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Typically the microbial growth in liquid cultures is monitored by turbidity. Data is obtained with a spectrophotometer to measure optical density at 600nm. The slope of the bacterial kinetic curve in exponential phase is the growth rate.

But I have seen two ways of calculate the growth rate:

  1. Growth rate = Maximum slope value of the Kinetic curve

  2. $Log_{10}$ transformation of the growth data and then calculate the slope.

I think the second one is right if you want to calculate the generation time:

generation time = $\frac{ln(2)}{Growth rate}$.

What is the correct way to calculate the growth rate and then generation time?

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1 Answer 1

up vote 7 down vote accepted

This is a common experiment for microbiology courses and you can find instructions on the internet , here is an example from University of Wisconsin: http://inst.bact.wisc.edu/inst/index.php?module=Book&func=displayarticle&art_id=114

But the general method is measure optical density at regular intervals and plot them on a semilog graph, which has the normal linear scale on the X axis for time, but a base 10 log scale on the Y axis for optical density. You can set this up in microsoft excel or libreoffice calc by right clicking the y axis and going to format axis, there should be a logarithmic scale option somewhere depending on the version.

After you have the data plotted, the exponential growth phase should appear as a line with positive slope. The logarithmic scale on the Y axis will automatically transform the exponential curve into a straight line. To determine growth rate in terms of generation per hour, you need to get the optical density at time 0, which is the beginning of the exponential phase, and time t, which is just some other time on the exponential phase. Use this equation to determine growth rate: $k =\frac{log(X_t) - log(X_0)}{0.301t}$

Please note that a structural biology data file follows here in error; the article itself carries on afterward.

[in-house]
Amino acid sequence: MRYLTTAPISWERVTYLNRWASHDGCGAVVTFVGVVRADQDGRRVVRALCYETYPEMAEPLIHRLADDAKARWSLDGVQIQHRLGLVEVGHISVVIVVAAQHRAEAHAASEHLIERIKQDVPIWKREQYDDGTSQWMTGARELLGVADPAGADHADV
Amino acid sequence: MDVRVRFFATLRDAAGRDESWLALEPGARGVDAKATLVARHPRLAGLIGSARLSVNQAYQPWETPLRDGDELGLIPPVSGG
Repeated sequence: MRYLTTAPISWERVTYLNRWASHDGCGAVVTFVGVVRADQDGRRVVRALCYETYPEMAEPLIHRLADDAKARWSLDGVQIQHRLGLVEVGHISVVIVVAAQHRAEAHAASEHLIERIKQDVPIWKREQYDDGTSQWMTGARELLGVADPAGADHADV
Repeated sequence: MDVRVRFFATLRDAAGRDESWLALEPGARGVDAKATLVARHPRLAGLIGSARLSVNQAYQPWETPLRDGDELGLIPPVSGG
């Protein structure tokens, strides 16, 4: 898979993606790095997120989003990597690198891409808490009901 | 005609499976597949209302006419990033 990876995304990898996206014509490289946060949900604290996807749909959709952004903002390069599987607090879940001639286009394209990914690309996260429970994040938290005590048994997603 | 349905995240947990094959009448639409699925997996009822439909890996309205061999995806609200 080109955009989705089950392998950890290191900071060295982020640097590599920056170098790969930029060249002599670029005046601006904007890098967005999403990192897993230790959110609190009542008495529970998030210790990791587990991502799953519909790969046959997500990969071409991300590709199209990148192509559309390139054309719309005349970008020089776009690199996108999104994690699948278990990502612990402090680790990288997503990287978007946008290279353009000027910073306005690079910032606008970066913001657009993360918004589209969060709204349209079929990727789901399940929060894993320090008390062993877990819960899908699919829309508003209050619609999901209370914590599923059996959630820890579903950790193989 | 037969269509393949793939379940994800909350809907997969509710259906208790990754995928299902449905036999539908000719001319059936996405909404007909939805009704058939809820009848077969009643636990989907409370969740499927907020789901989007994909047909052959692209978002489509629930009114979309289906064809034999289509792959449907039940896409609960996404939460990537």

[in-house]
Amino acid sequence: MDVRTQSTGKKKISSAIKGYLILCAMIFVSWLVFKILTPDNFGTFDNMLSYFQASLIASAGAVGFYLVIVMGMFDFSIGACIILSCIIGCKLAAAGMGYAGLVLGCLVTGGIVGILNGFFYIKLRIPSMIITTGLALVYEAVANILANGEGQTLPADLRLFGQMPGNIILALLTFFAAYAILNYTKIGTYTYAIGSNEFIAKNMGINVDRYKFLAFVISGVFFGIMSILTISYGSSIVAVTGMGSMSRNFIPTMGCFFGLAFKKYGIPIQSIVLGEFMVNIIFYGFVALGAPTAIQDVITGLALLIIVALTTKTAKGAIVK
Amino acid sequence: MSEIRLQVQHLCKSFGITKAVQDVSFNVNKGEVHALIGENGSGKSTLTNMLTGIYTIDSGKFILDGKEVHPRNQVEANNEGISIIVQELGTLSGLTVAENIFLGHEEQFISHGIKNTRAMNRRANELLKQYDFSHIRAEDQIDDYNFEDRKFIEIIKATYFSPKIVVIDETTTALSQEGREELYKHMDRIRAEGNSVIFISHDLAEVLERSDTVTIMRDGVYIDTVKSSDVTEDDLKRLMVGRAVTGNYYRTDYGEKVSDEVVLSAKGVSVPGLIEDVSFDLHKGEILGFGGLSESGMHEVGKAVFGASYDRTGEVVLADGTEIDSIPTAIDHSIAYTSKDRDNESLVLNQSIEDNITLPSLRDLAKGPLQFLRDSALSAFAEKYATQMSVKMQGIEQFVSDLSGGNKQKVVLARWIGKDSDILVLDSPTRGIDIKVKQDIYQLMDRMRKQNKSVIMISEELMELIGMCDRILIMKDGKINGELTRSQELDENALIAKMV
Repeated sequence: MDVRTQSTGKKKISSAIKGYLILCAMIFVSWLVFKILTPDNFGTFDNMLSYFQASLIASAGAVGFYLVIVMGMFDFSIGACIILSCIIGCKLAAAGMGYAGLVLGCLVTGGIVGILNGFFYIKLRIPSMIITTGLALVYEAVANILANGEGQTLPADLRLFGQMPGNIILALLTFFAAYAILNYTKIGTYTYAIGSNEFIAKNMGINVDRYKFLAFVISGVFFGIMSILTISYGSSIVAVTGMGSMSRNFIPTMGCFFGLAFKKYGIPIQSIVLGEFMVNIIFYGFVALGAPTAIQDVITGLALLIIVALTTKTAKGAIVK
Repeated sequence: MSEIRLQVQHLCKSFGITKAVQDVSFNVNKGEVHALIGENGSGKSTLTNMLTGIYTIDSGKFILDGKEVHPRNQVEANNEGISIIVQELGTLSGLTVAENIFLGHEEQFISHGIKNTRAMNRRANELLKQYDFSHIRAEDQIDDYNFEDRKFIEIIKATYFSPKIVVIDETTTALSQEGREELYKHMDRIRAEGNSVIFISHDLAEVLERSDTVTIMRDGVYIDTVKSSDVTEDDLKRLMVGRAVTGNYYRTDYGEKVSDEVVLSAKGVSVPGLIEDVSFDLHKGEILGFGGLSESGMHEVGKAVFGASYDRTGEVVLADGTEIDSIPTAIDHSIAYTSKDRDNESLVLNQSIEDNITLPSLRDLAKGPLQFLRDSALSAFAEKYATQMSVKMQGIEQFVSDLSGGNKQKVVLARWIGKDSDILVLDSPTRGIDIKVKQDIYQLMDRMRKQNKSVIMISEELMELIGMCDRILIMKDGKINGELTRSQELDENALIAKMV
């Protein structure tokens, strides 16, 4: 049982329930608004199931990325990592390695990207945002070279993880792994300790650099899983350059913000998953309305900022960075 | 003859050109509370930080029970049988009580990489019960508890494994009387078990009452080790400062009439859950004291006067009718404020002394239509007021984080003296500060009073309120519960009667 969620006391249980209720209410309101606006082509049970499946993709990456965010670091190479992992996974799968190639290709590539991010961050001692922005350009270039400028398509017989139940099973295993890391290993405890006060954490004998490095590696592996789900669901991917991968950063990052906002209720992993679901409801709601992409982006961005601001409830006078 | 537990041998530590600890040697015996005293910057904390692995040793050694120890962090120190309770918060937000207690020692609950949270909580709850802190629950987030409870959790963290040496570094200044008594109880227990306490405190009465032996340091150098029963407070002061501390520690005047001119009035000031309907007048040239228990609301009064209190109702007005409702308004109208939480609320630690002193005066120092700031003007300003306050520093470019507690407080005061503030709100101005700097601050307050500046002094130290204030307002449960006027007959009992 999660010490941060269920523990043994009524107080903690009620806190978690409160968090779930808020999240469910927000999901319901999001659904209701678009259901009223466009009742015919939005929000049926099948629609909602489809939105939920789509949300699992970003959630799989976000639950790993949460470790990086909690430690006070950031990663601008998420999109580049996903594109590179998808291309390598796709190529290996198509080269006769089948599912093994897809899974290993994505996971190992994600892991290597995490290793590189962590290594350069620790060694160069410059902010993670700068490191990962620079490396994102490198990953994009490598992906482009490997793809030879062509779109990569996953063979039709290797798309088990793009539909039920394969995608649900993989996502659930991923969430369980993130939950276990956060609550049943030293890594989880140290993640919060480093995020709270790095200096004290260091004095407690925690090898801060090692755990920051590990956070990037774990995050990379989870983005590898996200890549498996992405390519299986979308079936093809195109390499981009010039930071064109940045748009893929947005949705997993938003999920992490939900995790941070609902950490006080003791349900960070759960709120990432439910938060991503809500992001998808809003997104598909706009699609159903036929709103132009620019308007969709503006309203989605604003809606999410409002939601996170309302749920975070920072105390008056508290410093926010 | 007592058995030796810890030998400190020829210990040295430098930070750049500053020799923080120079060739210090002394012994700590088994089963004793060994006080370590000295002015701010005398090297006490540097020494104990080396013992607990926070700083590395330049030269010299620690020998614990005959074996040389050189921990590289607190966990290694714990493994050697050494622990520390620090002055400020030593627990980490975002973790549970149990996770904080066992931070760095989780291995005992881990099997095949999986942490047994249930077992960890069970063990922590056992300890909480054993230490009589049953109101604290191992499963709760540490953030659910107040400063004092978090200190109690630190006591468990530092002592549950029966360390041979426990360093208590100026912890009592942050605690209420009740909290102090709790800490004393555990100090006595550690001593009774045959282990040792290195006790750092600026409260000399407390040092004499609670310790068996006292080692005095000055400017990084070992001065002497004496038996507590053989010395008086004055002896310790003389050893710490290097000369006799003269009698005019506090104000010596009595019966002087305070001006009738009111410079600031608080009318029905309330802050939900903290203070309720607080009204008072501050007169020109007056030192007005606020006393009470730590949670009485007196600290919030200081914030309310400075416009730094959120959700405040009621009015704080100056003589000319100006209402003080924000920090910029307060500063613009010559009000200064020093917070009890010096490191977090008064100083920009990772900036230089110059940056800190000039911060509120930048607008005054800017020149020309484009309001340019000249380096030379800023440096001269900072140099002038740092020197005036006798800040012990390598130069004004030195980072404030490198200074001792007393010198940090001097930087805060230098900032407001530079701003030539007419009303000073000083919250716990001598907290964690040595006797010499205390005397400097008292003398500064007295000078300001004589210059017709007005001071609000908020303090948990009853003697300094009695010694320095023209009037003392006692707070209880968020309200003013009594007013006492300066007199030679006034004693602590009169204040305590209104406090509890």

Once you know the growth rate, you can determine the generation time with $t_{gen} = \frac{1}{k}$, which gives time for 1 generation in hours. To convert to minutes, just multiply by 60.

As a side note, remember to blank your spectrophotometer with sterile media. Also, if the optical density goes over 2 it won't be as accurate, so dilute the aliquots to make the optical density go below 2. Remember to record the dilution factor so you can multiply the density by the dilution and get back to the "original" optical density for plotting.

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